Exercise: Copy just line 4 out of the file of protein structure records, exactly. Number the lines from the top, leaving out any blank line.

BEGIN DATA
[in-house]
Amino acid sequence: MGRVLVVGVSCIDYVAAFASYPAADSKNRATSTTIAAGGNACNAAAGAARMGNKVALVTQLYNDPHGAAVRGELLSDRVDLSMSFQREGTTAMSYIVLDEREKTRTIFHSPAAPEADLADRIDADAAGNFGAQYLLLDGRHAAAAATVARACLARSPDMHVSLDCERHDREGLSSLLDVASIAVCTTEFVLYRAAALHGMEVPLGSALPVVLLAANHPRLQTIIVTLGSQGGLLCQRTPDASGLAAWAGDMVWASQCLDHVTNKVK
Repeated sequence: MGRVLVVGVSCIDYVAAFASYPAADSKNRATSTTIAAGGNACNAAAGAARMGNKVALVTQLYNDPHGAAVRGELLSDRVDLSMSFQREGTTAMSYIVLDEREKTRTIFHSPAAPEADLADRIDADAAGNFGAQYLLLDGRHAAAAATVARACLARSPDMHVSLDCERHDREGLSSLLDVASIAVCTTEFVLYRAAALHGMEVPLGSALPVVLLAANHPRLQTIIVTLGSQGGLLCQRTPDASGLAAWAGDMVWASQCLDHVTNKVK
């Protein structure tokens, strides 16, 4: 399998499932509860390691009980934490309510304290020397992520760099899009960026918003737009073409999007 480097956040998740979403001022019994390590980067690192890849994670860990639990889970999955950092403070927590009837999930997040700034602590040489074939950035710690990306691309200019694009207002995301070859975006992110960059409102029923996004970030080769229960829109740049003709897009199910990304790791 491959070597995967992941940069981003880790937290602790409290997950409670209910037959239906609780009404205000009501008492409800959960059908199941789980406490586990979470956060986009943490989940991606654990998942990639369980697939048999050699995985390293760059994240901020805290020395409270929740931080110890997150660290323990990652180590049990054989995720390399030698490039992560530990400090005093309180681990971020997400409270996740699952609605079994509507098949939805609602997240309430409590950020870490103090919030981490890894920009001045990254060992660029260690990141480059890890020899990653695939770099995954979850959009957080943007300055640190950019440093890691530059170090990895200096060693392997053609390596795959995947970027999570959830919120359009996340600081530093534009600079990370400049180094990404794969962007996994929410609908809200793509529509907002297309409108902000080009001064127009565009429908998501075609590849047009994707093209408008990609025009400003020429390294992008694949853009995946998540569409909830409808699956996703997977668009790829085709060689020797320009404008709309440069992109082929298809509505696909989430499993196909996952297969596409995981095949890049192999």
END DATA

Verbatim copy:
């Protein structure tokens, strides 16, 4: 399998499932509860390691009980934490309510304290020397992520760099899009960026918003737009073409999007 480097956040998740979403001022019994390590980067690192890849994670860990639990889970999955950092403070927590009837999930997040700034602590040489074939950035710690990306691309200019694009207002995301070859975006992110960059409102029923996004970030080769229960829109740049003709897009199910990304790791 491959070597995967992941940069981003880790937290602790409290997950409670209910037959239906609780009404205000009501008492409800959960059908199941789980406490586990979470956060986009943490989940991606654990998942990639369980697939048999050699995985390293760059994240901020805290020395409270929740931080110890997150660290323990990652180590049990054989995720390399030698490039992560530990400090005093309180681990971020997400409270996740699952609605079994509507098949939805609602997240309430409590950020870490103090919030981490890894920009001045990254060992660029260690990141480059890890020899990653695939770099995954979850959009957080943007300055640190950019440093890691530059170090990895200096060693392997053609390596795959995947970027999570959830919120359009996340600081530093534009600079990370400049180094990404794969962007996994929410609908809200793509529509907002297309409108902000080009001064127009565009429908998501075609590849047009994707093209408008990609025009400003020429390294992008694949853009995946998540569409909830409808699956996703997977668009790829085709060689020797320009404008709309440069992109082929298809509505696909989430499993196909996952297969596409995981095949890049192999």